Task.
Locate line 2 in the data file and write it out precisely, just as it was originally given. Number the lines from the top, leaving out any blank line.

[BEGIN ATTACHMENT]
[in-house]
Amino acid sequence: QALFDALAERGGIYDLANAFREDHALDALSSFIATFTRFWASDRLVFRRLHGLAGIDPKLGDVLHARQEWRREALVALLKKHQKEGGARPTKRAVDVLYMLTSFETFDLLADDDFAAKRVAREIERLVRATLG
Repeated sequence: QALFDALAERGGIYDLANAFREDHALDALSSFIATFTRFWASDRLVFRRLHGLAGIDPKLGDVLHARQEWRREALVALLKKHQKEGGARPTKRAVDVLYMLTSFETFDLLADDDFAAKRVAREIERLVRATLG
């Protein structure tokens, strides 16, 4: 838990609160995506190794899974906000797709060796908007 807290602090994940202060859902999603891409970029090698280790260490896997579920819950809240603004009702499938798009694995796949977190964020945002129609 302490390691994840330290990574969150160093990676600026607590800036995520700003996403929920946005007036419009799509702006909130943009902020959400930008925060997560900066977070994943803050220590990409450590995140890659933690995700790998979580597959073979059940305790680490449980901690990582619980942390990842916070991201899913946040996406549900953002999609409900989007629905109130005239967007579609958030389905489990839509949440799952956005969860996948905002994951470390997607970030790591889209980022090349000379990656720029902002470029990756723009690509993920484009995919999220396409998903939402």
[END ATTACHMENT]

Amino acid sequence: QALFDALAERGGIYDLANAFREDHALDALSSFIATFTRFWASDRLVFRRLHGLAGIDPKLGDVLHARQEWRREALVALLKKHQKEGGARPTKRAVDVLYMLTSFETFDLLADDDFAAKRVAREIERLVRATLG